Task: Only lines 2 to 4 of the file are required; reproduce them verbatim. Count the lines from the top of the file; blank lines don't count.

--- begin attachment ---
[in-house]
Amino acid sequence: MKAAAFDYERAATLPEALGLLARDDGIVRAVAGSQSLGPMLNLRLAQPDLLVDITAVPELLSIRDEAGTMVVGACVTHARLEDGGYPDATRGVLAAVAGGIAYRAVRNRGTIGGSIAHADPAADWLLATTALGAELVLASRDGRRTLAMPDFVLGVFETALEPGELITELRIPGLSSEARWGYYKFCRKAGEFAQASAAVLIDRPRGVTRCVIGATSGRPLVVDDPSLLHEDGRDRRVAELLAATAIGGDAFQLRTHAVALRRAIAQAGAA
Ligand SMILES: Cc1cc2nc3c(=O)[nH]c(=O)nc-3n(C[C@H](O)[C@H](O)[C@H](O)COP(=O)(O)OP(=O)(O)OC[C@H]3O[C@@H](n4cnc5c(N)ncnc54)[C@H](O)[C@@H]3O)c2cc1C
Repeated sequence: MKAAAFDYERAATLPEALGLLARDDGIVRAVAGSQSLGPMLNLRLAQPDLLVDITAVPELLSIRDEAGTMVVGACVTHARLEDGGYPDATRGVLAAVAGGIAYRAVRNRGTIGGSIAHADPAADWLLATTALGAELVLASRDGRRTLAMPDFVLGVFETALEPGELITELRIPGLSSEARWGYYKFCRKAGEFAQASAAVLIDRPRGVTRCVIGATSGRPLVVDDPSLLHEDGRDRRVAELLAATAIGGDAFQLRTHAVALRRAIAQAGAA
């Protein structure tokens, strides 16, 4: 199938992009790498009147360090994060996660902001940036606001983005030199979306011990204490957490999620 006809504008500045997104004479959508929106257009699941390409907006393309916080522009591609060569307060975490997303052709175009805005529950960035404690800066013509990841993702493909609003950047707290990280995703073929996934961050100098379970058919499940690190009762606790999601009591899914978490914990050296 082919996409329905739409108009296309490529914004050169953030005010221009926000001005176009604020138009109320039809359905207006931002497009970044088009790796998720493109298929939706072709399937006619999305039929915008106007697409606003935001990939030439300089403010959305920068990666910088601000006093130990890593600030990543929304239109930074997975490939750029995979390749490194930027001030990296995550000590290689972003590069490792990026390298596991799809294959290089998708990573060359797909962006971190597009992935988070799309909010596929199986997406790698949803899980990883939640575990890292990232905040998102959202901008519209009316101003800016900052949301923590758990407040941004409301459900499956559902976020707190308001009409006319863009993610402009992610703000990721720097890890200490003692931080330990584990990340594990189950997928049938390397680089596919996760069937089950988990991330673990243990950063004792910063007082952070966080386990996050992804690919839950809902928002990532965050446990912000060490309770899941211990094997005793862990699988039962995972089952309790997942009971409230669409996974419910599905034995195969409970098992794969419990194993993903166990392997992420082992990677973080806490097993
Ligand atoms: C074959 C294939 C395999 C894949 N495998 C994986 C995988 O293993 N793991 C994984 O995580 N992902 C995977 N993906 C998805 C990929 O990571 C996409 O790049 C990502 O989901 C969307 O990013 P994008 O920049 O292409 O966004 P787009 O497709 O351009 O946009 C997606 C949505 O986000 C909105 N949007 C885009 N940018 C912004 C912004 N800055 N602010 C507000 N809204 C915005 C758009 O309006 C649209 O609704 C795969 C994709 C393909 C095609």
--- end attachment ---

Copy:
Amino acid sequence: MKAAAFDYERAATLPEALGLLARDDGIVRAVAGSQSLGPMLNLRLAQPDLLVDITAVPELLSIRDEAGTMVVGACVTHARLEDGGYPDATRGVLAAVAGGIAYRAVRNRGTIGGSIAHADPAADWLLATTALGAELVLASRDGRRTLAMPDFVLGVFETALEPGELITELRIPGLSSEARWGYYKFCRKAGEFAQASAAVLIDRPRGVTRCVIGATSGRPLVVDDPSLLHEDGRDRRVAELLAATAIGGDAFQLRTHAVALRRAIAQAGAA
Ligand SMILES: Cc1cc2nc3c(=O)[nH]c(=O)nc-3n(C[C@H](O)[C@H](O)[C@H](O)COP(=O)(O)OP(=O)(O)OC[C@H]3O[C@@H](n4cnc5c(N)ncnc54)[C@H](O)[C@@H]3O)c2cc1C
Repeated sequence: MKAAAFDYERAATLPEALGLLARDDGIVRAVAGSQSLGPMLNLRLAQPDLLVDITAVPELLSIRDEAGTMVVGACVTHARLEDGGYPDATRGVLAAVAGGIAYRAVRNRGTIGGSIAHADPAADWLLATTALGAELVLASRDGRRTLAMPDFVLGVFETALEPGELITELRIPGLSSEARWGYYKFCRKAGEFAQASAAVLIDRPRGVTRCVIGATSGRPLVVDDPSLLHEDGRDRRVAELLAATAIGGDAFQLRTHAVALRRAIAQAGAA